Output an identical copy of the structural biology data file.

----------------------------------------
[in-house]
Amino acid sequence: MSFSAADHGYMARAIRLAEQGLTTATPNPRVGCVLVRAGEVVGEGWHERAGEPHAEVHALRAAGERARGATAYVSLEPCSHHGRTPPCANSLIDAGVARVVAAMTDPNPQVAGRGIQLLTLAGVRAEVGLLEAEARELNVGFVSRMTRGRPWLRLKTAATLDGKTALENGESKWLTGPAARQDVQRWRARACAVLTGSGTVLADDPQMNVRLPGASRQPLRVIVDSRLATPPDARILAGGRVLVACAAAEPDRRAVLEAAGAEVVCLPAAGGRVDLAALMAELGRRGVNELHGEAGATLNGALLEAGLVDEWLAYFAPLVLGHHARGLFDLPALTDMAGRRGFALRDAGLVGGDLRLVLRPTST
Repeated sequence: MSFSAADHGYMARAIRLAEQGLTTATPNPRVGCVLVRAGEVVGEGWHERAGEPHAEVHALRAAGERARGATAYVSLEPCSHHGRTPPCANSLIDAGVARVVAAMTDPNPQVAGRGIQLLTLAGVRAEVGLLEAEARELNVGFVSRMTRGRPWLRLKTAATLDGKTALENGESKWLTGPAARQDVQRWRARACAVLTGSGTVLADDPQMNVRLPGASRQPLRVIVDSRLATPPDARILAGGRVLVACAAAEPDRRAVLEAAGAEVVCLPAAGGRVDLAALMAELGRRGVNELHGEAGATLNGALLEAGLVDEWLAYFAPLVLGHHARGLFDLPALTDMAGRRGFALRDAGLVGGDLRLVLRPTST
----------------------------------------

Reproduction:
[in-house]
Amino acid sequence: MSFSAADHGYMARAIRLAEQGLTTATPNPRVGCVLVRAGEVVGEGWHERAGEPHAEVHALRAAGERARGATAYVSLEPCSHHGRTPPCANSLIDAGVARVVAAMTDPNPQVAGRGIQLLTLAGVRAEVGLLEAEARELNVGFVSRMTRGRPWLRLKTAATLDGKTALENGESKWLTGPAARQDVQRWRARACAVLTGSGTVLADDPQMNVRLPGASRQPLRVIVDSRLATPPDARILAGGRVLVACAAAEPDRRAVLEAAGAEVVCLPAAGGRVDLAALMAELGRRGVNELHGEAGATLNGALLEAGLVDEWLAYFAPLVLGHHARGLFDLPALTDMAGRRGFALRDAGLVGGDLRLVLRPTST
Repeated sequence: MSFSAADHGYMARAIRLAEQGLTTATPNPRVGCVLVRAGEVVGEGWHERAGEPHAEVHALRAAGERARGATAYVSLEPCSHHGRTPPCANSLIDAGVARVVAAMTDPNPQVAGRGIQLLTLAGVRAEVGLLEAEARELNVGFVSRMTRGRPWLRLKTAATLDGKTALENGESKWLTGPAARQDVQRWRARACAVLTGSGTVLADDPQMNVRLPGASRQPLRVIVDSRLATPPDARILAGGRVLVACAAAEPDRRAVLEAAGAEVVCLPAAGGRVDLAALMAELGRRGVNELHGEAGATLNGALLEAGLVDEWLAYFAPLVLGHHARGLFDLPALTDMAGRRGFALRDAGLVGGDLRLVLRPTST